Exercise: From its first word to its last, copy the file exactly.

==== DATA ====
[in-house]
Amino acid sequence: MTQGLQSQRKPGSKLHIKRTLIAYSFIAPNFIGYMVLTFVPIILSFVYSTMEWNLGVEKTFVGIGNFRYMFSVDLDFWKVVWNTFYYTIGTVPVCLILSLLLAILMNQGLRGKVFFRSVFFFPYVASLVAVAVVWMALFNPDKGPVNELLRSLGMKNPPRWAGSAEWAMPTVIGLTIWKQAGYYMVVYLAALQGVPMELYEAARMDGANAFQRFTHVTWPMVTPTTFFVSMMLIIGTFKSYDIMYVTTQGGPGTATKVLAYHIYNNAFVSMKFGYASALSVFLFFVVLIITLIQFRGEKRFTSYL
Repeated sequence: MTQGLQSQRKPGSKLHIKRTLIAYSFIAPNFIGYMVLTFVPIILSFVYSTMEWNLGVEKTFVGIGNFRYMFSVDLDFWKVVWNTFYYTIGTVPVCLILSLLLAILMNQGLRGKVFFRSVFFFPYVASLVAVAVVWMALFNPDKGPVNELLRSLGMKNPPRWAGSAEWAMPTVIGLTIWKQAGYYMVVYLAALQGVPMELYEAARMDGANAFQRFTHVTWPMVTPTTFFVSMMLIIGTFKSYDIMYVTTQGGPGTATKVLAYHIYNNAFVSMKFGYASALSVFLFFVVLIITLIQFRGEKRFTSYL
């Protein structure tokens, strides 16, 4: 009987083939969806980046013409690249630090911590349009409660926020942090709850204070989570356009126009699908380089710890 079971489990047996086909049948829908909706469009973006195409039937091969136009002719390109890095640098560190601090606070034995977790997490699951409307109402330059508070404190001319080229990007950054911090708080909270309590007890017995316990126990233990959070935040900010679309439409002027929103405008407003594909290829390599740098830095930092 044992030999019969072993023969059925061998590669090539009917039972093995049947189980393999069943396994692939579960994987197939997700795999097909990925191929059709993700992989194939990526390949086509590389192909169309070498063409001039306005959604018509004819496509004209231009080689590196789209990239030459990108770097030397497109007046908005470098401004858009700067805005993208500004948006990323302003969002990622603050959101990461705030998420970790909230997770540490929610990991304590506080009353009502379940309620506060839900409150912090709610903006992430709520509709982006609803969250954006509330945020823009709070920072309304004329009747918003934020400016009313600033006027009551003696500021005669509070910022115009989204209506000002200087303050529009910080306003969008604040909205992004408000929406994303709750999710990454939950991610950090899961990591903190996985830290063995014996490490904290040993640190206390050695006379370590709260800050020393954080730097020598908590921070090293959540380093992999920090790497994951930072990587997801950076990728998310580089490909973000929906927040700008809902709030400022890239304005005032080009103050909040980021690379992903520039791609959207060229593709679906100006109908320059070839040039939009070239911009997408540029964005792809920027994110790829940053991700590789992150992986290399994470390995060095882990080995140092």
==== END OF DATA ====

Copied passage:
[in-house]
Amino acid sequence: MTQGLQSQRKPGSKLHIKRTLIAYSFIAPNFIGYMVLTFVPIILSFVYSTMEWNLGVEKTFVGIGNFRYMFSVDLDFWKVVWNTFYYTIGTVPVCLILSLLLAILMNQGLRGKVFFRSVFFFPYVASLVAVAVVWMALFNPDKGPVNELLRSLGMKNPPRWAGSAEWAMPTVIGLTIWKQAGYYMVVYLAALQGVPMELYEAARMDGANAFQRFTHVTWPMVTPTTFFVSMMLIIGTFKSYDIMYVTTQGGPGTATKVLAYHIYNNAFVSMKFGYASALSVFLFFVVLIITLIQFRGEKRFTSYL
Repeated sequence: MTQGLQSQRKPGSKLHIKRTLIAYSFIAPNFIGYMVLTFVPIILSFVYSTMEWNLGVEKTFVGIGNFRYMFSVDLDFWKVVWNTFYYTIGTVPVCLILSLLLAILMNQGLRGKVFFRSVFFFPYVASLVAVAVVWMALFNPDKGPVNELLRSLGMKNPPRWAGSAEWAMPTVIGLTIWKQAGYYMVVYLAALQGVPMELYEAARMDGANAFQRFTHVTWPMVTPTTFFVSMMLIIGTFKSYDIMYVTTQGGPGTATKVLAYHIYNNAFVSMKFGYASALSVFLFFVVLIITLIQFRGEKRFTSYL
């Protein structure tokens, strides 16, 4: 009987083939969806980046013409690249630090911590349009409660926020942090709850204070989570356009126009699908380089710890 079971489990047996086909049948829908909706469009973006195409039937091969136009002719390109890095640098560190601090606070034995977790997490699951409307109402330059508070404190001319080229990007950054911090708080909270309590007890017995316990126990233990959070935040900010679309439409002027929103405008407003594909290829390599740098830095930092 044992030999019969072993023969059925061998590669090539009917039972093995049947189980393999069943396994692939579960994987197939997700795999097909990925191929059709993700992989194939990526390949086509590389192909169309070498063409001039306005959604018509004819496509004209231009080689590196789209990239030459990108770097030397497109007046908005470098401004858009700067805005993208500004948006990323302003969002990622603050959101990461705030998420970790909230997770540490929610990991304590506080009353009502379940309620506060839900409150912090709610903006992430709520509709982006609803969250954006509330945020823009709070920072309304004329009747918003934020400016009313600033006027009551003696500021005669509070910022115009989204209506000002200087303050529009910080306003969008604040909205992004408000929406994303709750999710990454939950991610950090899961990591903190996985830290063995014996490490904290040993640190206390050695006379370590709260800050020393954080730097020598908590921070090293959540380093992999920090790497994951930072990587997801950076990728998310580089490909973000929906927040700008809902709030400022890239304005005032080009103050909040980021690379992903520039791609959207060229593709679906100006109908320059070839040039939009070239911009997408540029964005792809920027994110790829940053991700590789992150992986290399994470390995060095882990080995140092």